My young dream was to be a performer or an athlete. I also said I wanted to be a writer. I know because I wrote all this down on a slip of paper that recently emerged while rifling through child-things at my great aunt’s house.
I also know it because I remember all the energy I used to put into performing. I wrote–short fictional stories–but not very often. I had too much movement in my body.
I’d acquired at least a little bit of skill and grace from the few years of ballet, jazz and acrobatics I took at the Dance Art Studio in Crescent City. And when I had an audience, boy-howdy I put on a show. My family called it “tumbling” but I’ve watched the home videos and what I was doing was acrobatic ballet: cart-wheel, round-off, pose, cart-wheel, round-off, pose.
I practically lived in a long-sleeve pink leotard and dreamed of owning sweats, leg warmers and new ballet shoes like the other girls. I’d carry it all in the “Twinkle Toes” ballet bag I saw on display at the Dance Art Studio. It cost thirty-five dollars. Which was even more money back in 1996.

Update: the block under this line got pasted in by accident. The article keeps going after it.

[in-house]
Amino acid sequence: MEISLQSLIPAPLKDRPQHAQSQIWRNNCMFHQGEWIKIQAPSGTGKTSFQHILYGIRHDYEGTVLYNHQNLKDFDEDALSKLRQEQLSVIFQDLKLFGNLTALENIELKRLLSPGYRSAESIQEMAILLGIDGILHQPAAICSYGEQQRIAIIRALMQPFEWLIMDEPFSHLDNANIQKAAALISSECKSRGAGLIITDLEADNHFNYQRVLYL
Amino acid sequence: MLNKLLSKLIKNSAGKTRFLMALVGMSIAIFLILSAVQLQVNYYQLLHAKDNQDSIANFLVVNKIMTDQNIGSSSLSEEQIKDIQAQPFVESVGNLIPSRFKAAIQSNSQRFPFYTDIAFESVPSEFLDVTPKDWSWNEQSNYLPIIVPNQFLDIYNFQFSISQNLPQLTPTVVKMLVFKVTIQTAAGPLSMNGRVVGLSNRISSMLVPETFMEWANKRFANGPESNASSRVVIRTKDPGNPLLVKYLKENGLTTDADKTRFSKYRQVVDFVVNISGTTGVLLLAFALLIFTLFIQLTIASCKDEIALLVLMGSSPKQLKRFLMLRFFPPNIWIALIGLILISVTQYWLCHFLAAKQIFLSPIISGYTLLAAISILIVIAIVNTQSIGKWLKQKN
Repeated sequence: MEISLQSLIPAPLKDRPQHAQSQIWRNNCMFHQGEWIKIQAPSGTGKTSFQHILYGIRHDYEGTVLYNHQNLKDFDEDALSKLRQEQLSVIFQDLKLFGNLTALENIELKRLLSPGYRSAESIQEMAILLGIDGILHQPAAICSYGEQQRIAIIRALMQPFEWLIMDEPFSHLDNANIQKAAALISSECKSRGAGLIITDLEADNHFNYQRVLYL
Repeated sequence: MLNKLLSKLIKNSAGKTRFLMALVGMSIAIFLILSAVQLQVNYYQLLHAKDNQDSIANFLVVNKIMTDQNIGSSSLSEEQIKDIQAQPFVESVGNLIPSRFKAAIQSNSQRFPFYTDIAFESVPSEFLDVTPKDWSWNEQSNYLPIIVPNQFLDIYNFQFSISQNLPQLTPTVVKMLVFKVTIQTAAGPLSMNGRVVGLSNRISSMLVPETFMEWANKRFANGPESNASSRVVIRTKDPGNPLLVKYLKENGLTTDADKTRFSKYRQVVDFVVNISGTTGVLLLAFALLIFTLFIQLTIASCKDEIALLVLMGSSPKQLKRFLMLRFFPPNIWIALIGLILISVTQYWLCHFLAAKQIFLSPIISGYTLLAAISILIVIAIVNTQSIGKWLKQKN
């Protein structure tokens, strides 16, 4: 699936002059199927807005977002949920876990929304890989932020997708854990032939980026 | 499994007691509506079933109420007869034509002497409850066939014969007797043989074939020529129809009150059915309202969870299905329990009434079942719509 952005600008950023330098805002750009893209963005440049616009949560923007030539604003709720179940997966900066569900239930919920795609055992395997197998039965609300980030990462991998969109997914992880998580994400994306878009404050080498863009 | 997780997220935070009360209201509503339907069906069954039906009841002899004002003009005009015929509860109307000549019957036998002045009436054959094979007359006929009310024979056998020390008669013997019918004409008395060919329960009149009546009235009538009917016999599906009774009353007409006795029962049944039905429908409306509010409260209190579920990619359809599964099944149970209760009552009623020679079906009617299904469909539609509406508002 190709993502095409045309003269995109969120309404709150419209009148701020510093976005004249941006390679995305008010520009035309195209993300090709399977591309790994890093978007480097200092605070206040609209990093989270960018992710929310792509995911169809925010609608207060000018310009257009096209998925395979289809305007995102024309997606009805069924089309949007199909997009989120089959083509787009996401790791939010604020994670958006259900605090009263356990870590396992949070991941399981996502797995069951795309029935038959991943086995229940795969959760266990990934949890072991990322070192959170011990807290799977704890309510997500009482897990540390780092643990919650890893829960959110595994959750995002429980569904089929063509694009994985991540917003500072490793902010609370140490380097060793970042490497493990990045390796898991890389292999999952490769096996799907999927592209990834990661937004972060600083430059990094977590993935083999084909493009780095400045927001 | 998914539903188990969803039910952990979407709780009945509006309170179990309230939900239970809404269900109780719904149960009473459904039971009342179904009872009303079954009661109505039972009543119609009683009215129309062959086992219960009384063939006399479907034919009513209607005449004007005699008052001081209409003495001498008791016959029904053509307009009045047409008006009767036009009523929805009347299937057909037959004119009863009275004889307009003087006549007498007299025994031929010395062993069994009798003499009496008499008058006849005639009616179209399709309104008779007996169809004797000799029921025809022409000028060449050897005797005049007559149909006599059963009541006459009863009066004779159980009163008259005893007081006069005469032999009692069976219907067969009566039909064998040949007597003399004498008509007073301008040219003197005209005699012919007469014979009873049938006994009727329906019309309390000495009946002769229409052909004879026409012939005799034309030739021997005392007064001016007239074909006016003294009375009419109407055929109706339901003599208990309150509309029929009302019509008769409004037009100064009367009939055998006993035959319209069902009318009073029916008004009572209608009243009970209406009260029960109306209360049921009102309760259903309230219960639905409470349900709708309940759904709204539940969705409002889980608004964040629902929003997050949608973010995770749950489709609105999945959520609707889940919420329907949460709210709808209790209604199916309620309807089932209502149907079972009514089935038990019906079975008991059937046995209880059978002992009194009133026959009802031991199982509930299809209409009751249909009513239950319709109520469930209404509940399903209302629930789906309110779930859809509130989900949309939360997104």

I watched gymnastics on TV whenever I had the opportunity and thought for certain I was just a few lessons away from a double back layout and a spot on the floor at the Olympics.
Clearly I wasn’t, but once in acrobatics class when were learning back tucks (which is a back flip with no hands) my instructor was spotting me so I gave it my all. Seconds later when I was upright my teacher said “You just did it. I didn’t even touch you. You did it all on your own,” which drew the attention of the whole class, not because a back tuck hadn’t been done before, it had, but because I’d only been in acrobatics for a year or less (and just once a week)–the other girls had been going to the Dance Art Studio since infancy.
All I got from the girls was a long glance. No pat on the back.
In the upcoming months I would begin to wonder why my crotch smelt funny as we stretched and get self-conscious over my dirty socks.
I stopped going to dance, which no one in my family protested or gently encouraged me otherwise. I’ve always been able to do as I please. Just as I please.
I cut my hair and half-heartedly took up basketball, poetry and boys.
I’m kicking myself now because I was darn good. I’d nearly nailed my back hand spring with no spotter, I had a stage smile and good balance. And now I know that crotches just smell funny sometimes. Especially after excercise.
I could’ve really been something.